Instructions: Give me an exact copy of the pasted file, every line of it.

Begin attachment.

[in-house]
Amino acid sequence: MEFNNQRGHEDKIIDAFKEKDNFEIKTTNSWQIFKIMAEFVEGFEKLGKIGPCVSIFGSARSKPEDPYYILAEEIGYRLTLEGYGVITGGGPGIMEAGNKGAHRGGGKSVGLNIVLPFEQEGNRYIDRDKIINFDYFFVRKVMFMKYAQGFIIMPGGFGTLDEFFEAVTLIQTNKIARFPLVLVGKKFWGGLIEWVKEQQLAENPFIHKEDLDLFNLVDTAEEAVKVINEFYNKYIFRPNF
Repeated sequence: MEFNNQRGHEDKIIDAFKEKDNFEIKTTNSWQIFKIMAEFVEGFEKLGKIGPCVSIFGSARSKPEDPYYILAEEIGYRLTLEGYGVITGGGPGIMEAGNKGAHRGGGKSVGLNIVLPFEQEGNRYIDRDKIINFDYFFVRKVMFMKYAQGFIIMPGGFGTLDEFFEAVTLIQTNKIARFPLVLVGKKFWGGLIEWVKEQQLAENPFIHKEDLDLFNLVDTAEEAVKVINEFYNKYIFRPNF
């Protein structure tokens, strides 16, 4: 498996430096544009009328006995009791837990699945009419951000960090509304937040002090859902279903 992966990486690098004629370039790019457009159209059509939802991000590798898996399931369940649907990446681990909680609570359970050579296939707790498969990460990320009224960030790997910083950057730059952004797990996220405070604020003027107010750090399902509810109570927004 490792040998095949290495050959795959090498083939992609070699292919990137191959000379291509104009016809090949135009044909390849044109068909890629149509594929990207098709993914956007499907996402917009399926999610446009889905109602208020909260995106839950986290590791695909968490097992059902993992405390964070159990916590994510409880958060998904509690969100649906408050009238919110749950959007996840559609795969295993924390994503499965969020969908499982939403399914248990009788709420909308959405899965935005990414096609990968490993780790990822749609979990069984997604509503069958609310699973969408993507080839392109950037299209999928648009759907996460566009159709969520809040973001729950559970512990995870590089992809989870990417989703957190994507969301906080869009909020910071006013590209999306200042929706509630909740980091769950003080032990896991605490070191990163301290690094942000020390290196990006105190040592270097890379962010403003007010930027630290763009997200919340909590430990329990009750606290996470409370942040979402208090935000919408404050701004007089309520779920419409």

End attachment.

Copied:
[in-house]
Amino acid sequence: MEFNNQRGHEDKIIDAFKEKDNFEIKTTNSWQIFKIMAEFVEGFEKLGKIGPCVSIFGSARSKPEDPYYILAEEIGYRLTLEGYGVITGGGPGIMEAGNKGAHRGGGKSVGLNIVLPFEQEGNRYIDRDKIINFDYFFVRKVMFMKYAQGFIIMPGGFGTLDEFFEAVTLIQTNKIARFPLVLVGKKFWGGLIEWVKEQQLAENPFIHKEDLDLFNLVDTAEEAVKVINEFYNKYIFRPNF
Repeated sequence: MEFNNQRGHEDKIIDAFKEKDNFEIKTTNSWQIFKIMAEFVEGFEKLGKIGPCVSIFGSARSKPEDPYYILAEEIGYRLTLEGYGVITGGGPGIMEAGNKGAHRGGGKSVGLNIVLPFEQEGNRYIDRDKIINFDYFFVRKVMFMKYAQGFIIMPGGFGTLDEFFEAVTLIQTNKIARFPLVLVGKKFWGGLIEWVKEQQLAENPFIHKEDLDLFNLVDTAEEAVKVINEFYNKYIFRPNF
């Protein structure tokens, strides 16, 4: 498996430096544009009328006995009791837990699945009419951000960090509304937040002090859902279903 992966990486690098004629370039790019457009159209059509939802991000590798898996399931369940649907990446681990909680609570359970050579296939707790498969990460990320009224960030790997910083950057730059952004797990996220405070604020003027107010750090399902509810109570927004 490792040998095949290495050959795959090498083939992609070699292919990137191959000379291509104009016809090949135009044909390849044109068909890629149509594929990207098709993914956007499907996402917009399926999610446009889905109602208020909260995106839950986290590791695909968490097992059902993992405390964070159990916590994510409880958060998904509690969100649906408050009238919110749950959007996840559609795969295993924390994503499965969020969908499982939403399914248990009788709420909308959405899965935005990414096609990968490993780790990822749609979990069984997604509503069958609310699973969408993507080839392109950037299209999928648009759907996460566009159709969520809040973001729950559970512990995870590089992809989870990417989703957190994507969301906080869009909020910071006013590209999306200042929706509630909740980091769950003080032990896991605490070191990163301290690094942000020390290196990006105190040592270097890379962010403003007010930027630290763009997200919340909590430990329990009750606290996470409370942040979402208090935000919408404050701004007089309520779920419409």